How soon can I find out my baby's sex?

Some parents want the sex of the baby to be a surprise, while others plan large gender reveal parties. Here's how many weeks until you can know.

Baby wearing diaper playing with mom milanzeremski/shutterstock

This is one of the most common questions doctors get from parents-to-be. If you're dying to know whether to stock up on pink or blue onesies, you'll likely have to wait until you're about 18 to 20 weeks along. Doctors can usually determine the baby's sex during a routine ultrasound visit at this time, but not always.

The position of the baby during the ultrasound is key, and if your baby's curled up or facing the wrong way, you may have to wait until your next appointment. For obvious reasons, it's usually easier to see if your baby is a boy.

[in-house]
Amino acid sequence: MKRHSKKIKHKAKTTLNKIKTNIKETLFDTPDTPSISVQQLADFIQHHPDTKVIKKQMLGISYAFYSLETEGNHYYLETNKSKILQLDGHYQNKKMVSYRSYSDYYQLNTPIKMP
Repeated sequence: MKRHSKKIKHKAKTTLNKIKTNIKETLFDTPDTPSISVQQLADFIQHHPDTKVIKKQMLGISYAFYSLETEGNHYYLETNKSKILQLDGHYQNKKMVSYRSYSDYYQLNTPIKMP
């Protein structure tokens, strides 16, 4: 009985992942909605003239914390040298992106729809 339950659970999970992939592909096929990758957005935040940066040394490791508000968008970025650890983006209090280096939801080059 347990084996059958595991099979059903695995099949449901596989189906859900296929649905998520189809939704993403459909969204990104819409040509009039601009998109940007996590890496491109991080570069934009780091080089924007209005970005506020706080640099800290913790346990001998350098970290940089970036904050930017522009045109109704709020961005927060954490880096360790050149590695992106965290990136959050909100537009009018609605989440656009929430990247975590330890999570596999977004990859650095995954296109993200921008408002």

Moms-to-be who undergo amniocentesis—a prenatal test that's used to check for certain genetic problems, usually around 16 weeks—can also find out whether they're having a boy or a girl at that time. The test, usually given to moms 35 or older, involves inserting a needle into the uterus to remove a small amount of amniotic fluid. It's not performed simply to determine your baby's sex.